Providing Life’s Necessities to Those We Love
This week's reflection is written by
Rev. Richard R. DeLillio, OSFS
A tired looking Ted was having lunch with his brother Luke, who remarked. “Geez Ted you look beat. What’s happening?” In a weary tone Ted answered, “It seems all I do is work, work, work, providing food and stuff for Dot plus saving a little for the kids’ futures, but I never seem to make ends meet.” Ted added “Don’t get me wrong Luke, I love my family, but it just isn’t fun anymore.”
Luke didn’t know what to say, because he often feels the same way. He simply sat thinking quietly: Surely Jesus doesn’t want family life to be like this.? What is the Lord’s vision then?
Jesus’ dream for his creation is always to live the great commandment: loving God and loving neighbors responsibly especially “those neighbors” within the family. Why? Family is the perfect place to show caring, generosity, and kindheartedness for one another. In doing so, the family shows God their gratitude. “What you do for these least of my creation you do for me.” God always blesses those who care for others especially those with less and those who need extra care.
The famous ”The Giving Tree” tale shows a tree who does just that for a boy’s love while giving us a lesson on how to do it. They both begin happily playing together every day, but the boy grows and soon desires adult frills: money, a house, a family, and a love for travel.
The caring tree offers all it has to satisfy the boy: its apples to sell, its branches for a house, and its trunk for a boat. What’s left is only a stump for the tired boy to rest. Finally, the tree rests enveloped in happiness, while the greedy “boy” sits alone and hollow.
What works against this noble task is choosing what exactly is "enough?” Like Ted and Luke everyone struggles with this choice. It weighs heavily on the outcome of this mission to love another.
As the little boy did in the story, the need for more can push humanity far beyond necessary limits. It can push a good intention far outside actual needs until it devours all that is rational.
In this pursuit it’s easy to become entangled in things “passing away.” In Jesus’ parable of the greedy farmer, he wants to store away his goods: “I shall tear down my barns and build bigger ones.” It is almost as if he believes that he and his wealth will live forever. However, at this point death makes an appearance and all the farmer’s efforts dissolve in a single instant. If he had even thought of sharing his riches with his neighbors, family, or the poor, he would be praised as a disciple wise in the teachings of Jesus, but he did not.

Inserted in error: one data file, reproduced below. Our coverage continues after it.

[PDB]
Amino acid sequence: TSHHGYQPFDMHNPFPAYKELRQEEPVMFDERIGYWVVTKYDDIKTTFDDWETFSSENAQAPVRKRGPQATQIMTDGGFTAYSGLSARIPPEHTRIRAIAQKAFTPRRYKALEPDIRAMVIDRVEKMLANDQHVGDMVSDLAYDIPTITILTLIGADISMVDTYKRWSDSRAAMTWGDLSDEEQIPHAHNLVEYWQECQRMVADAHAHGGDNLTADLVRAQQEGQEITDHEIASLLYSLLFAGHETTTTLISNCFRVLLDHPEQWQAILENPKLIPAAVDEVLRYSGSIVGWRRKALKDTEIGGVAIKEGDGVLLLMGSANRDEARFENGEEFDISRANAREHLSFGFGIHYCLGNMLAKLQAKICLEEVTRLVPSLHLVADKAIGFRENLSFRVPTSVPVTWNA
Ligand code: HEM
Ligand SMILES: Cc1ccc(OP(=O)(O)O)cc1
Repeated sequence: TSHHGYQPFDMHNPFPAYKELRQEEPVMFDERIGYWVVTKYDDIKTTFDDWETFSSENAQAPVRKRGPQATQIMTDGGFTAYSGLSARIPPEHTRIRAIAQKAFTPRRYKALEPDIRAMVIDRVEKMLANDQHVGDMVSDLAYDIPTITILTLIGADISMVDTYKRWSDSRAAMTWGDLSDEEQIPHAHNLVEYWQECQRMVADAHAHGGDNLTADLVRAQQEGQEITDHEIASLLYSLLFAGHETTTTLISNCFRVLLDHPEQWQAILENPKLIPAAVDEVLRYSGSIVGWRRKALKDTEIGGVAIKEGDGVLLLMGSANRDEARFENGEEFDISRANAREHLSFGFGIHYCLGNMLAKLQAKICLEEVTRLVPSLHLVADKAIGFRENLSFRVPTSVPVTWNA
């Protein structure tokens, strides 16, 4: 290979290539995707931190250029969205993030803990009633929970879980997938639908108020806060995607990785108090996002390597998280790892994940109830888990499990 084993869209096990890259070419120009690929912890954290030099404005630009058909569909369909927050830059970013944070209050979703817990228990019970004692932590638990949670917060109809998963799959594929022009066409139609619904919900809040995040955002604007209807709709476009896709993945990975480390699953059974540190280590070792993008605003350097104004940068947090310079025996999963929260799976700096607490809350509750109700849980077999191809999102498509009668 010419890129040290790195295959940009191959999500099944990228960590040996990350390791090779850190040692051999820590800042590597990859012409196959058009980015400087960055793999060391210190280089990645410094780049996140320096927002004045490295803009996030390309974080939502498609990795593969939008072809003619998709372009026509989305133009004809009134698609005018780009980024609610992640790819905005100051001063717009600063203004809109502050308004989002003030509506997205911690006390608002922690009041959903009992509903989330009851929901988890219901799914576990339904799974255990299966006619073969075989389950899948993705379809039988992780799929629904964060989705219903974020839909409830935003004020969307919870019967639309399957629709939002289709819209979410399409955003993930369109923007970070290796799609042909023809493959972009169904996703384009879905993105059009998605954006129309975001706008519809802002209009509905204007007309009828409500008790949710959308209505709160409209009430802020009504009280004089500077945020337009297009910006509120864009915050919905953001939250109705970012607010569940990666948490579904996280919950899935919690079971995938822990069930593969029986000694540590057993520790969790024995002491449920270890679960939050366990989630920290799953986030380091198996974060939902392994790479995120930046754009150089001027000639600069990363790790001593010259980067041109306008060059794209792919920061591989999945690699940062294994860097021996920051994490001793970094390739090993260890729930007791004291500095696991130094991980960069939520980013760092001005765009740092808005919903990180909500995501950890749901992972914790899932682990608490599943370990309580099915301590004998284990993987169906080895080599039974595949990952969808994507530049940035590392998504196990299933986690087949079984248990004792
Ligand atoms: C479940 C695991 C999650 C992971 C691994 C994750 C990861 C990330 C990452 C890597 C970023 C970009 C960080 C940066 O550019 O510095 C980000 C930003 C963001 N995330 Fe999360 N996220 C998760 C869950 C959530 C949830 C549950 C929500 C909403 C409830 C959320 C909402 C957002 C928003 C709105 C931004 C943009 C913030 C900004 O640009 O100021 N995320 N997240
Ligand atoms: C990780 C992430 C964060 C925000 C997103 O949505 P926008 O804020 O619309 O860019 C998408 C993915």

Jesus isn’t relating this parable to frighten believers about the likelihood of early death, or even the option of quitting work altogether. It is simply an injection of reality. Jesus wants his disciples to live on earth with one foot already in heaven. How? He wants followers, like Luke and Ted, and everyone else to remember not to lose themselves in the fleeting time we pass on this earth forgetting “that which lies above.”
At the same time, Jesus denounces “all those who store up treasure for themselves. St. Paul also joins this chorus urging his converts “to put to death, the parts of you that are earthly” in order to avoid greed and immorality. With our Christian values embedded in our hearts, followers have the necessary treasures in the right places.
Throughout His preaching Jesus always shared practical advice on how to live with our loved ones on this earth. He asks that like the loving giving tree, believers be good providers take care of their concerns that his Father requests, work diligently, but keep the heavenly horizon in sight. Ted, Luke, and all of us can truly benefit from Jesus' suggestion.
St. Francis de Sales has the final word:
“You may possess riches without being poisoned by them if you keep them in your house or purse and not in your heart.”